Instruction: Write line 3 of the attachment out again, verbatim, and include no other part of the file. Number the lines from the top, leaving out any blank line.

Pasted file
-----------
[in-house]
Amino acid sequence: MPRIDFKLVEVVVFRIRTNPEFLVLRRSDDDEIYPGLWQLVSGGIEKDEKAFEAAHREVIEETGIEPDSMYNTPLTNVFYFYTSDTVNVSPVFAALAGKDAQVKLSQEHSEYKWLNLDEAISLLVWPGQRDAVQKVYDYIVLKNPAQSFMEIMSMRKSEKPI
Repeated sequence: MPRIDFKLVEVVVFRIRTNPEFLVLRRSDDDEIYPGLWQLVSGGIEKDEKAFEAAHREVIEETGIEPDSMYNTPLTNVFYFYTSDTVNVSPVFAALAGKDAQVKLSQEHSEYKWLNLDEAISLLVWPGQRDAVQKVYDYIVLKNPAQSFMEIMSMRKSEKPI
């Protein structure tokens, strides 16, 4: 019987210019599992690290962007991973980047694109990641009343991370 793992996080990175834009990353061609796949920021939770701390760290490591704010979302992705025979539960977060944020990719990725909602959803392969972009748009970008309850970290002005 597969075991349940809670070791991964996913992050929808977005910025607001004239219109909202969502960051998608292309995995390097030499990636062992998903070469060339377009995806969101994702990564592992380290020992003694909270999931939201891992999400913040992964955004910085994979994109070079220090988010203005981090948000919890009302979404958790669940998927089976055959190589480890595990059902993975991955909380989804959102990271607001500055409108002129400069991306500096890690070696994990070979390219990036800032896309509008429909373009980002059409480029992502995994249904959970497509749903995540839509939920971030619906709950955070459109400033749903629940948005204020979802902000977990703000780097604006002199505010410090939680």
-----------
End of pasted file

Repeated sequence: MPRIDFKLVEVVVFRIRTNPEFLVLRRSDDDEIYPGLWQLVSGGIEKDEKAFEAAHREVIEETGIEPDSMYNTPLTNVFYFYTSDTVNVSPVFAALAGKDAQVKLSQEHSEYKWLNLDEAISLLVWPGQRDAVQKVYDYIVLKNPAQSFMEIMSMRKSEKPI